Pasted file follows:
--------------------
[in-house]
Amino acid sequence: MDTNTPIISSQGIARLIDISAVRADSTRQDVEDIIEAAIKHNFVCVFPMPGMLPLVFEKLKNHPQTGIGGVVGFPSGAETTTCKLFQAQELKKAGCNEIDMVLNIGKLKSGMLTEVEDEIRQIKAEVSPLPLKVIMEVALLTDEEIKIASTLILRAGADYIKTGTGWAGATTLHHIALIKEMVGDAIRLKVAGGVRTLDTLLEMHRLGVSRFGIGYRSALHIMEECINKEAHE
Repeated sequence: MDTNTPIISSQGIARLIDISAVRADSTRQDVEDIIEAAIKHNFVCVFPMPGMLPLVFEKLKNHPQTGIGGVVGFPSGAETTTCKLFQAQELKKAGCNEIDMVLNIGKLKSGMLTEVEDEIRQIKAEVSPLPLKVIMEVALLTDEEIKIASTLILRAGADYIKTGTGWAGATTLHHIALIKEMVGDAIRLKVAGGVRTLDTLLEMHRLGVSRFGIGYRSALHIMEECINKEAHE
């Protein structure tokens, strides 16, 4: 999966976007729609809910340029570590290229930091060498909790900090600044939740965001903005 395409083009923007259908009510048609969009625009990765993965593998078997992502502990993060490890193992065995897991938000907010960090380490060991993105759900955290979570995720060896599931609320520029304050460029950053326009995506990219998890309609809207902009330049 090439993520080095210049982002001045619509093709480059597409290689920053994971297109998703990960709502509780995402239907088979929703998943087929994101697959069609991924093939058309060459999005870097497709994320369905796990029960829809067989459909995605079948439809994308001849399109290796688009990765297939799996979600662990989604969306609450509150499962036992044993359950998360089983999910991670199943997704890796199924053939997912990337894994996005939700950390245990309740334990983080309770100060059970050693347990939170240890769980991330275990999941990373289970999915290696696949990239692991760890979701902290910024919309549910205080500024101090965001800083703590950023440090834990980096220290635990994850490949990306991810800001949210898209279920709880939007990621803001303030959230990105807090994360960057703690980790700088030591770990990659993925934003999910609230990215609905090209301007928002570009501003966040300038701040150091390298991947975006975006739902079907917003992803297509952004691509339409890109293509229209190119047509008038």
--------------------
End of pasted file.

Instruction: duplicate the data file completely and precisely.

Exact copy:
[in-house]
Amino acid sequence: MDTNTPIISSQGIARLIDISAVRADSTRQDVEDIIEAAIKHNFVCVFPMPGMLPLVFEKLKNHPQTGIGGVVGFPSGAETTTCKLFQAQELKKAGCNEIDMVLNIGKLKSGMLTEVEDEIRQIKAEVSPLPLKVIMEVALLTDEEIKIASTLILRAGADYIKTGTGWAGATTLHHIALIKEMVGDAIRLKVAGGVRTLDTLLEMHRLGVSRFGIGYRSALHIMEECINKEAHE
Repeated sequence: MDTNTPIISSQGIARLIDISAVRADSTRQDVEDIIEAAIKHNFVCVFPMPGMLPLVFEKLKNHPQTGIGGVVGFPSGAETTTCKLFQAQELKKAGCNEIDMVLNIGKLKSGMLTEVEDEIRQIKAEVSPLPLKVIMEVALLTDEEIKIASTLILRAGADYIKTGTGWAGATTLHHIALIKEMVGDAIRLKVAGGVRTLDTLLEMHRLGVSRFGIGYRSALHIMEECINKEAHE
């Protein structure tokens, strides 16, 4: 999966976007729609809910340029570590290229930091060498909790900090600044939740965001903005 395409083009923007259908009510048609969009625009990765993965593998078997992502502990993060490890193992065995897991938000907010960090380490060991993105759900955290979570995720060896599931609320520029304050460029950053326009995506990219998890309609809207902009330049 090439993520080095210049982002001045619509093709480059597409290689920053994971297109998703990960709502509780995402239907088979929703998943087929994101697959069609991924093939058309060459999005870097497709994320369905796990029960829809067989459909995605079948439809994308001849399109290796688009990765297939799996979600662990989604969306609450509150499962036992044993359950998360089983999910991670199943997704890796199924053939997912990337894994996005939700950390245990309740334990983080309770100060059970050693347990939170240890769980991330275990999941990373289970999915290696696949990239692991760890979701902290910024919309549910205080500024101090965001800083703590950023440090834990980096220290635990994850490949990306991810800001949210898209279920709880939007990621803001303030959230990105807090994360960057703690980790700088030591770990990659993925934003999910609230990215609905090209301007928002570009501003966040300038701040150091390298991947975006975006739902079907917003992803297509952004691509339409890109293509229209190119047509008038």